Abstract

A 27.5-m-diameter, 210° spherical mirror was housed in one of the pavilions at Expo 70, Osaka, Japan. The mirror was constructed by G. T. Schejdahl on the same principle as the Echo and PAGEOS satellites and made of 12.5-μ Melinex. It was held in place by a negative pressure behind the mirror. This was the first time a number of optical effects could be seen inside a mirror of this size. These are photographically shown and discussed. In addition to the simple first-order real images, higher order image rings were observed. The photographs also indicate the nonparaxial distortion which occurs.

© 1971 Optical Society of America

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References

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  1. F. A. Jenkins, H. E. White, Fundamentals of Optics (McGraw-Hill, New York, 1957).
  2. The Pepsi-Cola Pavilion was designed by a group of contemporary American and Japanese artists and engineers (Pavilion, published by E. P. Dutton & Co., January1972). Robert Whitman is responsible for the concept of the mirror environment and the use of large-scale optics in a theatrical space.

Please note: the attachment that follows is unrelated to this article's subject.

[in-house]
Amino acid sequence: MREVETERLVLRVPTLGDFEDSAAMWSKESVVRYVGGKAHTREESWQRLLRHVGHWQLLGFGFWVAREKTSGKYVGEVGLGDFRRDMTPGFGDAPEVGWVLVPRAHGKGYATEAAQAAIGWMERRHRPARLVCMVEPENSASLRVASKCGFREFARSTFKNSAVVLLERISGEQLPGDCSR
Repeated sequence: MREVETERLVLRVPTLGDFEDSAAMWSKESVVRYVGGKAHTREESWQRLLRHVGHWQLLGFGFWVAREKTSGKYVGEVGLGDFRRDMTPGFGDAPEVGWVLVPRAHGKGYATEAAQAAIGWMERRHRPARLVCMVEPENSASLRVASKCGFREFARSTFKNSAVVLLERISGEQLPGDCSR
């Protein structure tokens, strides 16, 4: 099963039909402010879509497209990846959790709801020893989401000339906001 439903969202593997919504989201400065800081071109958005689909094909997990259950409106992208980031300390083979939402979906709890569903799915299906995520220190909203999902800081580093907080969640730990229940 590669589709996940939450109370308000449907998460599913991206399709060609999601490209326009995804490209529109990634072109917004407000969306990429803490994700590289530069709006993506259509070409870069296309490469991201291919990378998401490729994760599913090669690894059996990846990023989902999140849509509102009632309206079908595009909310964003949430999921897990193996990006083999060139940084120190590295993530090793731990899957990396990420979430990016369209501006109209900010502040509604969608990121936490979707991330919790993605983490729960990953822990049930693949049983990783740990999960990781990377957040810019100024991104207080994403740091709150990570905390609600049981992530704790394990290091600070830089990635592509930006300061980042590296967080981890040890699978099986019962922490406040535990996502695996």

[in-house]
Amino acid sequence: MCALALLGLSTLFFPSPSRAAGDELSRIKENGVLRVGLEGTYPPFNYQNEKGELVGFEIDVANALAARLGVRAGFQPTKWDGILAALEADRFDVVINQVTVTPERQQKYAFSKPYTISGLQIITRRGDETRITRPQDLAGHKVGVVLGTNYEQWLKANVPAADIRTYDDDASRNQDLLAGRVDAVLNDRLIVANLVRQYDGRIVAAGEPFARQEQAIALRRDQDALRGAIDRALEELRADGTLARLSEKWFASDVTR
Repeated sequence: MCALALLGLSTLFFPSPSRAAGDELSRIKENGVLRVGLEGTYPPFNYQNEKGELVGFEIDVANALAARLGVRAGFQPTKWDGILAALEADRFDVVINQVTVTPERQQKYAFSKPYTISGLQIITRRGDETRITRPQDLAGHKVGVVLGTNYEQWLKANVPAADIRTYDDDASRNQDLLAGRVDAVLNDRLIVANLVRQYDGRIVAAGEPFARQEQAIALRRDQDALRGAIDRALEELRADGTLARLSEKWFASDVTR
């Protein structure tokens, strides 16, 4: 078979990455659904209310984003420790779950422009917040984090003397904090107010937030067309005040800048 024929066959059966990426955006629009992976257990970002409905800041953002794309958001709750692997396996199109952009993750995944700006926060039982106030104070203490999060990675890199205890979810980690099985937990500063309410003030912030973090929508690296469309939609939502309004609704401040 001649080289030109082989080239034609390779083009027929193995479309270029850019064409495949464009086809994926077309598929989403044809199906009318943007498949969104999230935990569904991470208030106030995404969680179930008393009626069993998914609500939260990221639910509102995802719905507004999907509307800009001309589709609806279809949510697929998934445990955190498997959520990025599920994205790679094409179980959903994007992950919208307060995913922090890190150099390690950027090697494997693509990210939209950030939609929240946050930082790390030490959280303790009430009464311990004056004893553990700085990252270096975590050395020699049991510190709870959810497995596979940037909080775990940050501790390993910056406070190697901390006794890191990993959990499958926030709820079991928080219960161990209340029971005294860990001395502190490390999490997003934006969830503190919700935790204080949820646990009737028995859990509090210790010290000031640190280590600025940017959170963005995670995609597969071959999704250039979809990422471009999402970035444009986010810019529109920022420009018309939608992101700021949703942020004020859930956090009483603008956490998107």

3. Melinex is an oriented polyester film and a trade name of Imperial Chemical Industries, Ltd.
  4. G. T. Schjedahl Co., “Design and Fabrication of Inflatable and Rigidizing Passive Communications Satellites, Echo I and II,” Papers from the Aerospace Expandable Structures Conference, October 22–24, 1963, AFAPL-AFFDL, p. 576.J. P. Talentino, “Development of the Fabrication and Packaging Techniques for the Echo II Satellite,” NASA TM-X-55764, GSFC, December1966.S. J. Stenlund, “PAGEOS Fabrications, Accuracy and Reliability,” Papers from the Third Aerospace Expandable and Modular Structures Conference, Langley Research Center, May16–18, 1967; AFAPLTR-68-17, p. 181.Lewis A. Teichman, “Fabrication, and Testing of PAGEOS I,” NASA TN-D-4596, Langley Research Center, June1968.